The whole thing was wildly creepy.
No one should take advice from someone with this much discretionary time. The emailer needs a volunteer job.
Why would I want someone else to tell me my future? That’s something I enjoy creating.
I see myself as 100% responsible for everything that happens to me. As antithetical as it sounds, life is easier when I’m accountable. If I miss a plane because of traffic, I should have left for the airport earlier. If I get overcharged in a restaurant, I should have checked the bill more carefully. If I do a bunch of work for a client and later find out that the work I did isn’t what the client really wanted, I should have asked more questions upfront and asked for feedback earlier.
When I’m responsible for what happens to me, I have some control. When someone else is responsible, I have no control.
Instead of seeking answers about what might happen, pursue the things you want. If you want a different job in your organization, tell someone who can do something about it. If you got passed over for a job, ask the hiring manager for feedback of what would have made you a better candidate. If the hiring manager doesn’t give you any information, ask your current boss to get the information for you. If one of your co-workers excludes you from projects, ask him why. If someone you work with seems to dislike you, ask for feedback about what you did to damage the relationship. Regardless of how challenging the situation and how disappointing the results, there is ALWAYS something you did to either contribute to the situation or something you can do to change the situation.
I don’t mean to tell you what to do. Nor do I mean to minimize how hard some life circumstances are. But I do want you to see yourself as in charge of what happens to you.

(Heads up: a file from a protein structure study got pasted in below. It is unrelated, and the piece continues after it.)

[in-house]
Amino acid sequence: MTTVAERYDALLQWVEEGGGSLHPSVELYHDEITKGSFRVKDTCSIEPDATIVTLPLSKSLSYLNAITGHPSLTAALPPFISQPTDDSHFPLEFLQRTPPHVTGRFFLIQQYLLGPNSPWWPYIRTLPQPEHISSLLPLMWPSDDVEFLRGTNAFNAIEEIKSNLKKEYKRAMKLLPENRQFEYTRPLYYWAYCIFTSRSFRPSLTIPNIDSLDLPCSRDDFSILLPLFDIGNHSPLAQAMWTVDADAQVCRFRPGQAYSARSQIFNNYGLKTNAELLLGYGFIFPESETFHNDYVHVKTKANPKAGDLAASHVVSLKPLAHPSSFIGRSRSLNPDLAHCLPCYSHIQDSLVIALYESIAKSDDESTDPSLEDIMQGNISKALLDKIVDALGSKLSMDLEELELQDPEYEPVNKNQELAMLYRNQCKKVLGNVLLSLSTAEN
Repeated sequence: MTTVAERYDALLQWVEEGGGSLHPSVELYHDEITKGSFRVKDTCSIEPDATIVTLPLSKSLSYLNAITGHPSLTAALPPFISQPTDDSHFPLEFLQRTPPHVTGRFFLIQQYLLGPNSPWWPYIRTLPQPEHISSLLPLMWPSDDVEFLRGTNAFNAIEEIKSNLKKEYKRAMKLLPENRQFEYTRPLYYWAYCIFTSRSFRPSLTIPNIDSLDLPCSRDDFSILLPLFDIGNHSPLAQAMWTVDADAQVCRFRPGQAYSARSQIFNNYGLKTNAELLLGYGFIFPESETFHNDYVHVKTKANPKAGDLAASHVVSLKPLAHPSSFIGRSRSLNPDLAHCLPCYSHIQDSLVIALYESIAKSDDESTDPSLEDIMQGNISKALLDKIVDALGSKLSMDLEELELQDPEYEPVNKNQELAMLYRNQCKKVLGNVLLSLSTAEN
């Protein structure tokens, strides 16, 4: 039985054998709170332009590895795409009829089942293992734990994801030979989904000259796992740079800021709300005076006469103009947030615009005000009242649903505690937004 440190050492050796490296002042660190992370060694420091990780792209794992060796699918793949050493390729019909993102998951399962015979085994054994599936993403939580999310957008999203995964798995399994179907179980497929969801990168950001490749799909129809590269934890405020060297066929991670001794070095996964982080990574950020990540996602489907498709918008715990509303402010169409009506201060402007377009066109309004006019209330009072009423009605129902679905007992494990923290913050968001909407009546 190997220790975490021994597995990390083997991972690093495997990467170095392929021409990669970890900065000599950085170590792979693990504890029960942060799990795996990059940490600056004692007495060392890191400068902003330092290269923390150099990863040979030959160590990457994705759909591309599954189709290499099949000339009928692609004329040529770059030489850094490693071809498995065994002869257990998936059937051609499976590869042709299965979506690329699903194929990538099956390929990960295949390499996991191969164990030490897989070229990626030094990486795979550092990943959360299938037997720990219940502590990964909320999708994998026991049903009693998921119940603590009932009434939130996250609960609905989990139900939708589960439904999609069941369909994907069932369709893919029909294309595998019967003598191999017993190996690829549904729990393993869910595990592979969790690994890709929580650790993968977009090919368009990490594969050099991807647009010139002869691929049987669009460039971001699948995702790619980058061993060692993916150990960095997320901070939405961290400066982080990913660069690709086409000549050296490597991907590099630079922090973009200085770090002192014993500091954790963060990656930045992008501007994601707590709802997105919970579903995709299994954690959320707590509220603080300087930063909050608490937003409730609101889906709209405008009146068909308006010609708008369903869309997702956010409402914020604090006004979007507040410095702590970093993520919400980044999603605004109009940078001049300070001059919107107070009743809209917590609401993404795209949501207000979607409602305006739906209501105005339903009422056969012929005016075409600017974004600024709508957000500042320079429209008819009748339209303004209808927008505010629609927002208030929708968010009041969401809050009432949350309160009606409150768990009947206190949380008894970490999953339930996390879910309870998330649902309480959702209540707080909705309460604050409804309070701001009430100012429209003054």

Create the life you want by:
Asking, “What do I really want, and what’s one thing I can do right now to get closer to that goal?” Then take one step. Then take one more, and so on.
If negative things are happening, ask, “What could I have done differently to have a different outcome?” Or, ask, “If I could do this over again, what would I do differently?” Then next time, do it differently.
Regardless of how hard or bad something is, there is ALWAYS something you can do to make the situation better. Take your life, your career, and your relationships into your own hands where they belong.
Vague communication is unhelpful. Being vague instills doubt in the people around you and reduces your credibility.
When a customer service agent answers my questions with words like, “That sounds right, I think so, or that should work,” I hang up and call back, hoping to get someone who can give me an affirmative answer. People do this to you, too…they just don’t tell you about it.
Watch your language. If the answer is yes, say “Yes.” If the answer is no, say “No.” “I think so,” says neither yes nor no. Saying, “I think so” tells people you don’t really know.
A few phrases to avoid and what to say instead:
Avoid: “That should be done by Friday.”
Instead, be specific and give a final date. “That will be complete by Friday. If I can’t get it done by Friday, I’ll call you to let you know by 5:00 pm on Thursday.”
Avoid: “Sounds right.”
Instead, be specific and say, “That’s correct.”
Avoid: “We should be able to do that.”
Instead, be specific and say, “We can do that.”
Avoid: “I guess.”
Instead, be specific and say, “Yes” or “No.”
When I teach feedback training, the biggest thing training participants struggle with is specificity. “You’re difficult to work with.” “Your clothing is inappropriate.” “I just find you to be negative.” “You did a good job on that.” “It’s a pleasure to have you on the team.” All of this is vague and thus unhelpful to the feedback recipient. And the same is true when answering questions and making promises.
Tell people exactly what to expect. Be specific. Even if they don’t like your answer, they’ll be happy to have a clear answer.
When the people we work with don’t do their jobs, we might find ourselves saying, “He should be more on top of things.” “She shouldn’t make commitments she can’t keep.” “He doesn’t know what he’s doing, and that’s not my problem.” The challenge is, when your coworkers don’t perform, it is your problem.
When your coworkers don’t get you the information you need in a timely way, you miss deadlines. When you work from incorrect information, your reports are wrong. When others don’t work with you, you look bad. So you can be right all day about how others perform, and your reputation will still be negatively impacted.
I don’t suggest you enable your coworkers by doing the work others don’t. I do suggest you help your coworkers be successful by holding them accountable.